Usually, when someone dies, most big assets like houses, cars, shares, and savings can be easily distributed because they are the ones mostly accounted for by a will. It also details instructions on the funeral services to be carried out according to the deceased’s wishes. But what about the remainder of the possession, which in most cases are personal property not covered by will? These possessions, which may seem small, elicit important memories and carry a lot of sentimental value. They can be difficult to divide and may create tension in the family.

What choices do you have?

In some rare instances, the deceased may have included a section in the will detailing how personal possession should be handled. The will may indicate that all personal possession should be sold and the proceeds used for charity while others may recommend that only a specific member of the family should benefit from these possessions. Inspecting the will for ideas on how possessions should be divided is important.

If there aren’t any directions determined by the will, you can consider some of the options outlined below:

1. Be charitable

If you aren’t sure about what you should do with personal possessions, one of the places that can benefit are your local charities. They can go a long way in helping others in need, and it will be a good opportunity to honour your loved one. If your selected charities prefer monetary donations instead, you can sell the possessions then donate the proceeds under the name of the deceased.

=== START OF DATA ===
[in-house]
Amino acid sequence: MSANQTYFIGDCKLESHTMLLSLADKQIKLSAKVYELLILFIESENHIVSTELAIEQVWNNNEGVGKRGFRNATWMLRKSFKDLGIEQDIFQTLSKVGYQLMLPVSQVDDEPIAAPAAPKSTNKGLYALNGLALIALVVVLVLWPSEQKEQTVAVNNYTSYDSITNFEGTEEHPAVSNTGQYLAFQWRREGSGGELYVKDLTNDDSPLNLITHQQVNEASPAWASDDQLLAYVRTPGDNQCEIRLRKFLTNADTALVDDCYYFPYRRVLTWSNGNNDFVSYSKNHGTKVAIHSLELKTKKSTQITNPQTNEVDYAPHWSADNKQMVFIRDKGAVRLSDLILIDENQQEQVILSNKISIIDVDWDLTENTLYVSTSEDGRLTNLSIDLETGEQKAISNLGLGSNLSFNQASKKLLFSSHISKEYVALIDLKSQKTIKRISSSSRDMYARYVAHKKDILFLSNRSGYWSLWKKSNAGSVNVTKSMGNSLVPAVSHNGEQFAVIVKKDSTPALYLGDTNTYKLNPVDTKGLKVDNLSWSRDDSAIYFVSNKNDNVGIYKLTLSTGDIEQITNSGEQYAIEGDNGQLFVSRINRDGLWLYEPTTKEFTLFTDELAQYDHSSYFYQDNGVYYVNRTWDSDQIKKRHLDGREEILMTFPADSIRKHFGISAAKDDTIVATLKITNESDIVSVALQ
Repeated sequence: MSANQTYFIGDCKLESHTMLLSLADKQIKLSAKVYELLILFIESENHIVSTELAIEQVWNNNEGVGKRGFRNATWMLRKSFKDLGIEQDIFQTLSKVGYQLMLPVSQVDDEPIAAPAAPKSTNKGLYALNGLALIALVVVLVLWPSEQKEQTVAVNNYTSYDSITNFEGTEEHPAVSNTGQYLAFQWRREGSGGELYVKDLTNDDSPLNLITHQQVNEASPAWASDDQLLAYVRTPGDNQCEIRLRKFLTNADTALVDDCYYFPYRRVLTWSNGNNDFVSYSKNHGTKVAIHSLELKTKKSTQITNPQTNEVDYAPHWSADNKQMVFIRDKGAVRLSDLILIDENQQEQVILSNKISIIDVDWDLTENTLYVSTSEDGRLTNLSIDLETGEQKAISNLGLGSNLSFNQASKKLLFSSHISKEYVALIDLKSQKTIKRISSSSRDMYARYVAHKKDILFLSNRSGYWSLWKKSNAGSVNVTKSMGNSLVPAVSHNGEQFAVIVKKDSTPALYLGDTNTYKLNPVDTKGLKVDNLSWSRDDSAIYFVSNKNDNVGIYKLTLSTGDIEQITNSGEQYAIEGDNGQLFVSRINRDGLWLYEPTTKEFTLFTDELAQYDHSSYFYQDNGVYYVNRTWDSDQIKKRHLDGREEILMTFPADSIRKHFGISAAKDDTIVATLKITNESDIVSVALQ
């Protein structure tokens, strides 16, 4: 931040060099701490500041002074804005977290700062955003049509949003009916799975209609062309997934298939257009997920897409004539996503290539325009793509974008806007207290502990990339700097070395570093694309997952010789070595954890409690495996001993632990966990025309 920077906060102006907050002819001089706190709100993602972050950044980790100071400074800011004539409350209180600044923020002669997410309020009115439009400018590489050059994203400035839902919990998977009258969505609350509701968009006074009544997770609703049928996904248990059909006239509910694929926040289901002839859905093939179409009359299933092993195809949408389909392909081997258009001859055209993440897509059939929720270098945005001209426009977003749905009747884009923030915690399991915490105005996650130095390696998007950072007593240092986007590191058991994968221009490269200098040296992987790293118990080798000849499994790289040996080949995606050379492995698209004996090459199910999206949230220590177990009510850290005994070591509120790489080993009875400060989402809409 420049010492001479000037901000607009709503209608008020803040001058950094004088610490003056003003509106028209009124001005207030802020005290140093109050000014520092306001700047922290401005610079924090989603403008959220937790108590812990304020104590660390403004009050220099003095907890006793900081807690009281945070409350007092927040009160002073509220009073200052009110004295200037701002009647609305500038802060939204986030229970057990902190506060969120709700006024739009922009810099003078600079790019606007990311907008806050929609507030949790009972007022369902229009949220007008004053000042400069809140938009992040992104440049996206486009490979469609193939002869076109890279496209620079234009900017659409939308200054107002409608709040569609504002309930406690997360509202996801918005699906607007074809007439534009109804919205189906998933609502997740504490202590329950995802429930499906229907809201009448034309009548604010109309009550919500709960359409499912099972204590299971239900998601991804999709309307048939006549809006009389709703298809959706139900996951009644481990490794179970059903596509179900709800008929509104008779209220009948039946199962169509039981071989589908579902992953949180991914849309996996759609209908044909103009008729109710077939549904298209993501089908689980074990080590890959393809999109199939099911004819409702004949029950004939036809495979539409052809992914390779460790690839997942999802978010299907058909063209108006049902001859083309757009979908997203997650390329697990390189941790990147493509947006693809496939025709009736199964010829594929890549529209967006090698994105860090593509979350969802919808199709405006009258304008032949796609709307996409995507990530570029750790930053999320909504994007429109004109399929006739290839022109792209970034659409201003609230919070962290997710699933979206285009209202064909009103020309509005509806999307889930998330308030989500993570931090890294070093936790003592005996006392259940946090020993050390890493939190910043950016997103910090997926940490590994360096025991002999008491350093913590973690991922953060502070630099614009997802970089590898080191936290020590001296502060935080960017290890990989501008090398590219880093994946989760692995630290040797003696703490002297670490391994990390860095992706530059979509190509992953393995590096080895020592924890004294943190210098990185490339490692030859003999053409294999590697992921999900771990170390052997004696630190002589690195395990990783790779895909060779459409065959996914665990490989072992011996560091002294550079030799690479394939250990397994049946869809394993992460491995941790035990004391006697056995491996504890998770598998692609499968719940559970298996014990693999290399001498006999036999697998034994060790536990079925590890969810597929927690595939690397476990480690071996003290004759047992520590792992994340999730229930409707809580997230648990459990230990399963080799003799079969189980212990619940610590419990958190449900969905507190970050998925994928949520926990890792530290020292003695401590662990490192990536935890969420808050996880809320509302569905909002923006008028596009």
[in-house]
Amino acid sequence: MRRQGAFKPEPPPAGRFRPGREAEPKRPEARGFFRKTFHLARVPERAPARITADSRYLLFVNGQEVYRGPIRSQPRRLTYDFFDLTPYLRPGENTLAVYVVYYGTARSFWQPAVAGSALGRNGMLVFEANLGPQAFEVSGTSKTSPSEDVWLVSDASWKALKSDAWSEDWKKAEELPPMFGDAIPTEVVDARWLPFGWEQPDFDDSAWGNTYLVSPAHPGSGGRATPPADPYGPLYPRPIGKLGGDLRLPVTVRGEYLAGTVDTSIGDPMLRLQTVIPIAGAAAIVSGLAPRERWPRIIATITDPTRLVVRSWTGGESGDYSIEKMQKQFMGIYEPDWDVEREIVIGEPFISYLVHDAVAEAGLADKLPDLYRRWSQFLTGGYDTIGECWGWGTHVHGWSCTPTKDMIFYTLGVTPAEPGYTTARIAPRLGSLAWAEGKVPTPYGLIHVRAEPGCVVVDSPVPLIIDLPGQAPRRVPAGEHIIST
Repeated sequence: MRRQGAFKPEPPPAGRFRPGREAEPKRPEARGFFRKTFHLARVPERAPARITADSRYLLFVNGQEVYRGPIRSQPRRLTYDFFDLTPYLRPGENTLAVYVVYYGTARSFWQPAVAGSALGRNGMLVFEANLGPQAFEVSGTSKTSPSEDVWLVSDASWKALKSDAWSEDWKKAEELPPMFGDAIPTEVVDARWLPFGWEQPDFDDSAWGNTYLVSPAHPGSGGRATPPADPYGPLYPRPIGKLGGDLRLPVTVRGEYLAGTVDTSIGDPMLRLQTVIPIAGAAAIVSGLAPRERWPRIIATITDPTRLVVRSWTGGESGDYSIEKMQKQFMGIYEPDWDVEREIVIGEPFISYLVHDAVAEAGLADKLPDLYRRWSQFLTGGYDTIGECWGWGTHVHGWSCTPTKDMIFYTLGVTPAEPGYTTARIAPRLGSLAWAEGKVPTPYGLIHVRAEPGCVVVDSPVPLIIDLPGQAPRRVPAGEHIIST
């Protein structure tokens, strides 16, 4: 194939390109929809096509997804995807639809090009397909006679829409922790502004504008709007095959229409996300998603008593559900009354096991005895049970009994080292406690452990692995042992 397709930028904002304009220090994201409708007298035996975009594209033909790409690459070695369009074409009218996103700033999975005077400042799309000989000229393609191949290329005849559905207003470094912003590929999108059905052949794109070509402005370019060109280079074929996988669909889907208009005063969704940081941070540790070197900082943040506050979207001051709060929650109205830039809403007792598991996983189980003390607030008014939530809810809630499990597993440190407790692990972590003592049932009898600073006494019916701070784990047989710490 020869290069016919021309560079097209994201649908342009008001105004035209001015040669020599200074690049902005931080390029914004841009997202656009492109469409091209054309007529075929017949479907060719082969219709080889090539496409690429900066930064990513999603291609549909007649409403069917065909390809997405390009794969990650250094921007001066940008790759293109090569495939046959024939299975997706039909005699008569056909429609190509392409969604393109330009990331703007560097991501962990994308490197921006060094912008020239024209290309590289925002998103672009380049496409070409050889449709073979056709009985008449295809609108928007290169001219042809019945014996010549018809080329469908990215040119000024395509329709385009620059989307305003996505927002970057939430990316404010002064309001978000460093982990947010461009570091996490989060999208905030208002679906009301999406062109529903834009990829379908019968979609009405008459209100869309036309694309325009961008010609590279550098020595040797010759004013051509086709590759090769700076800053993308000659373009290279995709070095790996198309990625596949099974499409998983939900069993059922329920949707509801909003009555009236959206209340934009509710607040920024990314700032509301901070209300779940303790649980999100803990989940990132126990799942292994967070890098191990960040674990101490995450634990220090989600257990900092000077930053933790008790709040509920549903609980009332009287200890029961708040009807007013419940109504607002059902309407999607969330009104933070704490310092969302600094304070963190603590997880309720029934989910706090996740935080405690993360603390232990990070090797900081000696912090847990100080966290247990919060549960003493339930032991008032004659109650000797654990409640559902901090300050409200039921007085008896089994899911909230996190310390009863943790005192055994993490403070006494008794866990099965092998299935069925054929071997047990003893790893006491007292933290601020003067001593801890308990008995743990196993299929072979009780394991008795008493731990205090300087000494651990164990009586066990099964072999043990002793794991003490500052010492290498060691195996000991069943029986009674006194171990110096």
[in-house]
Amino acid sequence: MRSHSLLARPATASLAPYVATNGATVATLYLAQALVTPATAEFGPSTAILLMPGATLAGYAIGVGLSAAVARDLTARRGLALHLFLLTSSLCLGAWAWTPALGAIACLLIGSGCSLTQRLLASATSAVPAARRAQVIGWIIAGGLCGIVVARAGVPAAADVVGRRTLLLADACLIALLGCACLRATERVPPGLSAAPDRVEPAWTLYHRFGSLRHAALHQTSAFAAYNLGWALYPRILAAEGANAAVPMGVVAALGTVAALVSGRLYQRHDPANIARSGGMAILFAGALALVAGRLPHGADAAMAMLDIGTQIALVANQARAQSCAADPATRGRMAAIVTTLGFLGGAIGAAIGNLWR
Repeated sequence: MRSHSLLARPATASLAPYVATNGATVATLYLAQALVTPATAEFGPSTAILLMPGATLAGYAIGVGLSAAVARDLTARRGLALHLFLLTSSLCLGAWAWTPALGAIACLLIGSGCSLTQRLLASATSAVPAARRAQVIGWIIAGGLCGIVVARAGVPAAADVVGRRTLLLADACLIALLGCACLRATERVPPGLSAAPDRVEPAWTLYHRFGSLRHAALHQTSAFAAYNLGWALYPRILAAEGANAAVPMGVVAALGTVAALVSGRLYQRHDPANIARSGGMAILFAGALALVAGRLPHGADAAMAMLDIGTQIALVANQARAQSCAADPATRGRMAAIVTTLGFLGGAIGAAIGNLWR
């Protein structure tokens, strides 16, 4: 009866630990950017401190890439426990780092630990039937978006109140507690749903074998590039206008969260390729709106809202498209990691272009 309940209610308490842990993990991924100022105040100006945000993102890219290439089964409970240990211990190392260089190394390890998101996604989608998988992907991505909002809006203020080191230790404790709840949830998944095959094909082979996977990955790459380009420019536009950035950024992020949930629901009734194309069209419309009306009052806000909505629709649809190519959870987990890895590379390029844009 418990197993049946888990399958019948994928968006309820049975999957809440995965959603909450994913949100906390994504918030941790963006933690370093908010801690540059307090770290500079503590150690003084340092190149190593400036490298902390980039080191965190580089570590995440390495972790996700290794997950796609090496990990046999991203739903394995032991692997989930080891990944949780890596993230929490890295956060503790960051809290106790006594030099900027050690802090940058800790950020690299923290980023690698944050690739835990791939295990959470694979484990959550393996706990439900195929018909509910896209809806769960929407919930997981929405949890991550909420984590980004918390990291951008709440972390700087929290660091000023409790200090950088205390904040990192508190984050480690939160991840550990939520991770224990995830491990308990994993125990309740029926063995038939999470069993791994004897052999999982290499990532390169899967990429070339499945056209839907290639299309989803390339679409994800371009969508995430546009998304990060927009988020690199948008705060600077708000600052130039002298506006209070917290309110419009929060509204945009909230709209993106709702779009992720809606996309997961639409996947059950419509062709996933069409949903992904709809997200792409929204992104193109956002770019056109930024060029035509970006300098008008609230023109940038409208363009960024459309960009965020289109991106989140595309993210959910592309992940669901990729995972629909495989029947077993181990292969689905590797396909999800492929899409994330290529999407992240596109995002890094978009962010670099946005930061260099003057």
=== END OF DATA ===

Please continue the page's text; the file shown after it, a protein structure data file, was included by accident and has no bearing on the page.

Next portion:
2. Get appraisals

This goes for items, such as jewellery, watches, antiques and coin collections, that have real monetary value. Find out more about their worth and sell them before splitting the proceeds. The money can also be used to cover some of the funeral costs – especially if you are not able to claim full reimbursement from the deceased’s estate if it’s worth less than $50,000, according to Singapore’s Probate and Administration Act.

3. Distribute among family members

Surviving family members can take turns to pick whatever they want, which can also be a good bonding opportunity to go through your shared past. During the deceased’s lifetime, there may have been possessions that were treasured by specific members of the family. Allowing them to own their preferred item can be deeply appreciated.

Family distribution of property may sometimes spark conflict when a consensus is not reached. To get around this conflict, each person should:

  • Take turns to pick whatever they want at the same time
  • Use labels to indicate which item has someone’s interest, so it can be easier to make the distribution
  • Digitize physical copies such as sentimental newspaper clippings, photographs and certifications which can be evenly distributed among family members.